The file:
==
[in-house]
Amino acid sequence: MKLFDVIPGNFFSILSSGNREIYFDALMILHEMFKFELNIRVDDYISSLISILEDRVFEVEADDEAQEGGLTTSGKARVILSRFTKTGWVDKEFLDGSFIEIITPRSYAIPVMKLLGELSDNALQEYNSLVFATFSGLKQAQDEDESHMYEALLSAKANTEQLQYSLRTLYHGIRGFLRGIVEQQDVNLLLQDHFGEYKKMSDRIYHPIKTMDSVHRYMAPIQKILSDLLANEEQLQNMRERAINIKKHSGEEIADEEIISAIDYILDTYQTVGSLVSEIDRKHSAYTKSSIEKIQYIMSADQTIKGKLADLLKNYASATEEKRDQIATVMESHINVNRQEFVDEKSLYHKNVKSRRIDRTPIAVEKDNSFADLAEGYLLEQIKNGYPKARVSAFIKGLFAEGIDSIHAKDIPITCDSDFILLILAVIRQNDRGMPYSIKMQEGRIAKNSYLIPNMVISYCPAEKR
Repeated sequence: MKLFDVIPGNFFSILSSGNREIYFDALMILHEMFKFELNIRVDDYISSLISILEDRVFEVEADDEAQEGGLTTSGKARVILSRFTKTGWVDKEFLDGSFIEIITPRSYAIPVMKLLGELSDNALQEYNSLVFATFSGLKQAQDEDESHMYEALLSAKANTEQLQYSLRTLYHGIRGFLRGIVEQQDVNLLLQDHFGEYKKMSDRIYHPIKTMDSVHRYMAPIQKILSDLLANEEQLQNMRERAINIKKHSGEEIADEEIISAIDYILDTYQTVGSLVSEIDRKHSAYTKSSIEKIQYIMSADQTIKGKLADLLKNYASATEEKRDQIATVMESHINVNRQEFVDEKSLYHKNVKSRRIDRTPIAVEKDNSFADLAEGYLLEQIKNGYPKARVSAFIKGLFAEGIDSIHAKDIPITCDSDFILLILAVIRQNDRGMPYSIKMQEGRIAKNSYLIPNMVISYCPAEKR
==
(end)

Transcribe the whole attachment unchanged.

[in-house]
Amino acid sequence: MKLFDVIPGNFFSILSSGNREIYFDALMILHEMFKFELNIRVDDYISSLISILEDRVFEVEADDEAQEGGLTTSGKARVILSRFTKTGWVDKEFLDGSFIEIITPRSYAIPVMKLLGELSDNALQEYNSLVFATFSGLKQAQDEDESHMYEALLSAKANTEQLQYSLRTLYHGIRGFLRGIVEQQDVNLLLQDHFGEYKKMSDRIYHPIKTMDSVHRYMAPIQKILSDLLANEEQLQNMRERAINIKKHSGEEIADEEIISAIDYILDTYQTVGSLVSEIDRKHSAYTKSSIEKIQYIMSADQTIKGKLADLLKNYASATEEKRDQIATVMESHINVNRQEFVDEKSLYHKNVKSRRIDRTPIAVEKDNSFADLAEGYLLEQIKNGYPKARVSAFIKGLFAEGIDSIHAKDIPITCDSDFILLILAVIRQNDRGMPYSIKMQEGRIAKNSYLIPNMVISYCPAEKR
Repeated sequence: MKLFDVIPGNFFSILSSGNREIYFDALMILHEMFKFELNIRVDDYISSLISILEDRVFEVEADDEAQEGGLTTSGKARVILSRFTKTGWVDKEFLDGSFIEIITPRSYAIPVMKLLGELSDNALQEYNSLVFATFSGLKQAQDEDESHMYEALLSAKANTEQLQYSLRTLYHGIRGFLRGIVEQQDVNLLLQDHFGEYKKMSDRIYHPIKTMDSVHRYMAPIQKILSDLLANEEQLQNMRERAINIKKHSGEEIADEEIISAIDYILDTYQTVGSLVSEIDRKHSAYTKSSIEKIQYIMSADQTIKGKLADLLKNYASATEEKRDQIATVMESHINVNRQEFVDEKSLYHKNVKSRRIDRTPIAVEKDNSFADLAEGYLLEQIKNGYPKARVSAFIKGLFAEGIDSIHAKDIPITCDSDFILLILAVIRQNDRGMPYSIKMQEGRIAKNSYLIPNMVISYCPAEKR